Don Rondo

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Don Rondo (January 5, 1930 – January 27, 2011), born Donald Rondeau, was an American singer of popular music ballads during the mid 1950s, known for his distinctive baritone voice.

Career

Rondo, born in Ware, Massachusetts, first became popular following the 1956 release of his rendition of the song "Two Different Worlds". Released by Jubilee Records in October 1956, the song spent three months on the Billboard chart, peaking at #11.[1] It eventually went on to sell in excess of a million copies,[2] and established Rondo at a time when music of his genre was facing strong competition from rock and roll. Among his television appearances was a 1956 appearance on the TV game show, To Tell the Truth.[3]

Because of the success of "Two Different Worlds", Jubilee quickly followed it up with another release, a double A-side, "The Love I Never Had" and a cover of Elvis Presley's song, "Don't". However, this fared less well, and a third single, "On Forgotten Street" also failed to make an impact.

Changing tempo in 1957, his next release was a cheerful number, "White Silver Sands", written by Red Matthews, and which provided him with a #7 chart hit,[1] The song actually became Jubilee's biggest selling hit, and another million-seller,[4] but the gold disc winning "White Silver Sands" was to be Rondo's last major hit. On the B-side of this record was the jazz classic Stars Fell on Alabama. Other releases followed, including "There's Only You" and "Forsaking All Others", but these barely made it into the charts.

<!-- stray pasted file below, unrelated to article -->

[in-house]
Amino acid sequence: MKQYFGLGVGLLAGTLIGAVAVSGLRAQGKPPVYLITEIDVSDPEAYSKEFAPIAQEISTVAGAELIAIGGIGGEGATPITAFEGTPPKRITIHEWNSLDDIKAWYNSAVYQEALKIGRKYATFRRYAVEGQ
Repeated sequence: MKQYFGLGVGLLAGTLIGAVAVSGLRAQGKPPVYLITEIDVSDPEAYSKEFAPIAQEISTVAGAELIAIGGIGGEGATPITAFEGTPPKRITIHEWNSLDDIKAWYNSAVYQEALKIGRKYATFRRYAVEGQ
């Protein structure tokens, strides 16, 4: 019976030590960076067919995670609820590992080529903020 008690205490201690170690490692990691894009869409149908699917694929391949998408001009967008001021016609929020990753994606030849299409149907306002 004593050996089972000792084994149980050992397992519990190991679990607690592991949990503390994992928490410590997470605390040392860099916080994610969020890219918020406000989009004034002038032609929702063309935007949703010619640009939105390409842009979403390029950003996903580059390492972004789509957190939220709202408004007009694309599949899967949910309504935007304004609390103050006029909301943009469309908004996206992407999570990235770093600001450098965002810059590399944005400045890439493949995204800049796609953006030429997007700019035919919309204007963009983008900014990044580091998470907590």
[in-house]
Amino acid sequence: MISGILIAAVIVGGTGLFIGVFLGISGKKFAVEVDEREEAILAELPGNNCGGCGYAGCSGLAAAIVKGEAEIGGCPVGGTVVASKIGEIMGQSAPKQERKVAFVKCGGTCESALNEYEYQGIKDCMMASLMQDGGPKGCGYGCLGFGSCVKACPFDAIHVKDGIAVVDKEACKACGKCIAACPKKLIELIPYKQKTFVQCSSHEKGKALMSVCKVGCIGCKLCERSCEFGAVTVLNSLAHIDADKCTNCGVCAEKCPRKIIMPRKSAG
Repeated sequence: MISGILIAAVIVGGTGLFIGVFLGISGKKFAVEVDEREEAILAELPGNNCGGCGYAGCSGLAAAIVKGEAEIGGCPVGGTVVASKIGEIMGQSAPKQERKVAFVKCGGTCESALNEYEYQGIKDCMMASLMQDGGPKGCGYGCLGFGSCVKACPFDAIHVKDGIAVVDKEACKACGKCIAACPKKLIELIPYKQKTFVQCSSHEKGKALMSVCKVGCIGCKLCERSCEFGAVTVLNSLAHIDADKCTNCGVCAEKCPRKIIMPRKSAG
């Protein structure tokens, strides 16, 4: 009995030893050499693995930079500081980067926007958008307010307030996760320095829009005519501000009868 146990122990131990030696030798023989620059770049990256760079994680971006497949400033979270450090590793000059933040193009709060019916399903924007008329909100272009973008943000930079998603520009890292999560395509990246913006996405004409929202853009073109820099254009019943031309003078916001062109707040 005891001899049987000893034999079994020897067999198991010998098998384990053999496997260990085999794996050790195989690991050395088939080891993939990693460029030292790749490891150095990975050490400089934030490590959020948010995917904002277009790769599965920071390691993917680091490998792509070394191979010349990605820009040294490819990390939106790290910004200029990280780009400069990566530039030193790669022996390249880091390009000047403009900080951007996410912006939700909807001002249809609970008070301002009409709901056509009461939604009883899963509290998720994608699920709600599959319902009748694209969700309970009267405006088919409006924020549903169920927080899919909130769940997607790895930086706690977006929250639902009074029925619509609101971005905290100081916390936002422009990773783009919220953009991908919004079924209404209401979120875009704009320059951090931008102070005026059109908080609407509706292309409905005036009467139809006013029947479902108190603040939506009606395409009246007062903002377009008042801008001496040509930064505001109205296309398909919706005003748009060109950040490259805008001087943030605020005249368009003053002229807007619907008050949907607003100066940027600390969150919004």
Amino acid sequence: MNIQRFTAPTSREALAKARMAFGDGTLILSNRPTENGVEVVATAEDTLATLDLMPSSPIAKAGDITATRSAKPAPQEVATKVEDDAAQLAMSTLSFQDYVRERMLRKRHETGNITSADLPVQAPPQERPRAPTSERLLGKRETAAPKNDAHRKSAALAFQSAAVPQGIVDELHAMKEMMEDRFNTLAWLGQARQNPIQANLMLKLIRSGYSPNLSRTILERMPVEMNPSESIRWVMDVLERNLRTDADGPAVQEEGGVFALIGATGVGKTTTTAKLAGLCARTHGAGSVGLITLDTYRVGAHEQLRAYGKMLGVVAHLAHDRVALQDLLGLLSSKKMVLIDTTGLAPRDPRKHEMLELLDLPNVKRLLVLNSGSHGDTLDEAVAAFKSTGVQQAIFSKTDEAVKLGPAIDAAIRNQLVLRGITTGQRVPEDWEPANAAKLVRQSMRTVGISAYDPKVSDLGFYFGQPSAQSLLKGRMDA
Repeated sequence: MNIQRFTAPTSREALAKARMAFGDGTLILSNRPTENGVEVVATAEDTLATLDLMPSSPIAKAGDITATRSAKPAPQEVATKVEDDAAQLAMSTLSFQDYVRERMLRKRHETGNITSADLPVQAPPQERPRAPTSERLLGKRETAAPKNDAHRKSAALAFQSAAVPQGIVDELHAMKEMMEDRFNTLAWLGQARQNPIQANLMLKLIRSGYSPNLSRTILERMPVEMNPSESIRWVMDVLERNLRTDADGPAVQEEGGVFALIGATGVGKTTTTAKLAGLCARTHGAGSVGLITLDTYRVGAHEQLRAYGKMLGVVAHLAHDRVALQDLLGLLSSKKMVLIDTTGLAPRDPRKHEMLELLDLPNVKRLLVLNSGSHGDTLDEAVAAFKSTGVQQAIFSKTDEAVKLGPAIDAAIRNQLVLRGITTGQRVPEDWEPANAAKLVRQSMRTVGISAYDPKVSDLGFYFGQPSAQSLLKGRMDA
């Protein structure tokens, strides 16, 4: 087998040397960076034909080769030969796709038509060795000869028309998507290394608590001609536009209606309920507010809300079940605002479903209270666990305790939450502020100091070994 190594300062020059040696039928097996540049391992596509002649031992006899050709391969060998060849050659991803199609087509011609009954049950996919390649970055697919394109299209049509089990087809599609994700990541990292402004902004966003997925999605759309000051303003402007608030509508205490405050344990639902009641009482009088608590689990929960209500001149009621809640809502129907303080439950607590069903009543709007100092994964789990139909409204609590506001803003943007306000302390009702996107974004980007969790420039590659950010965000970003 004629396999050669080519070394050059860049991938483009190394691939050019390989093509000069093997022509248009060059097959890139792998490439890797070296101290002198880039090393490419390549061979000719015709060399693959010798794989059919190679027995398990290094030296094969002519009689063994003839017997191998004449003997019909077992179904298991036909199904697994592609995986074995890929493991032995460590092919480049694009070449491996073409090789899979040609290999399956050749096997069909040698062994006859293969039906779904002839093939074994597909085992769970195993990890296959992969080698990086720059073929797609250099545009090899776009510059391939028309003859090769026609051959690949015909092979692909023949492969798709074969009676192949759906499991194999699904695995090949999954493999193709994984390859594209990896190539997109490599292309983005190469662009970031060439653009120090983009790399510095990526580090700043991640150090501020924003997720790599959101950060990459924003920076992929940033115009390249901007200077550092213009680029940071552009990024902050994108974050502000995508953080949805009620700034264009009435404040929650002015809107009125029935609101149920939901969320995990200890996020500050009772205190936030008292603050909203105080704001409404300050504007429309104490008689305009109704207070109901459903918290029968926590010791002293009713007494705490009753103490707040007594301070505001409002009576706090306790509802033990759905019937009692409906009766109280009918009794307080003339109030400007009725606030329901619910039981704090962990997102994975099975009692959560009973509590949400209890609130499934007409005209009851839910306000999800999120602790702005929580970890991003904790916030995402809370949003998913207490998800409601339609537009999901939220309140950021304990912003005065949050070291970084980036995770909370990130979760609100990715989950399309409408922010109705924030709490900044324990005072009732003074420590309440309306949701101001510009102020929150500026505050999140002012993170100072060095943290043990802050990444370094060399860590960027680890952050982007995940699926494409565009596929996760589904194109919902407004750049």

After leaving Jubilee, Rondo signed with Atlantic Records, where he released another double A-side, "Malibu" / "So Did I". He also recorded songs for Carlton Records, Roulette and Decca. Among his Carlton releases were "A Hoot 'n A Holler", while his Roulette recordings included "The Golden Rule". Among his Decca recordings are "Beyond The Mighty River" and "Evening Star." None of these achieved the success of his early Jubilee material, however, and musical tastes had, by then, dramatically shifted. By the mid 1960s, Rondo had moved into broadcasting. He did a number of voiceovers for radio and television commercials, and in his later years, became a radio personality in New Hampshire. Rondo died January 27, 2011 after a year-long battle with lung cancer.[5]

References

  1. ^ a b Joel Whitburn, The Billboard Book of Top 40 Hits. 7th edn, 2000
  2. ^ Murrells, Joseph (1978). The Book of Golden Discs (2nd ed.). London: Barrie and Jenkins Ltd. p. 86. ISBN 0-214-20512-6. 
  3. ^ IMDb.com - accessed May 2009
  4. ^ Murrells, Joseph (1978). The Book of Golden Discs (2nd ed.). London: Barrie and Jenkins Ltd. p. 95. ISBN 0-214-20512-6. 
  5. ^ Home.comcast.net - accessed May 2009

External links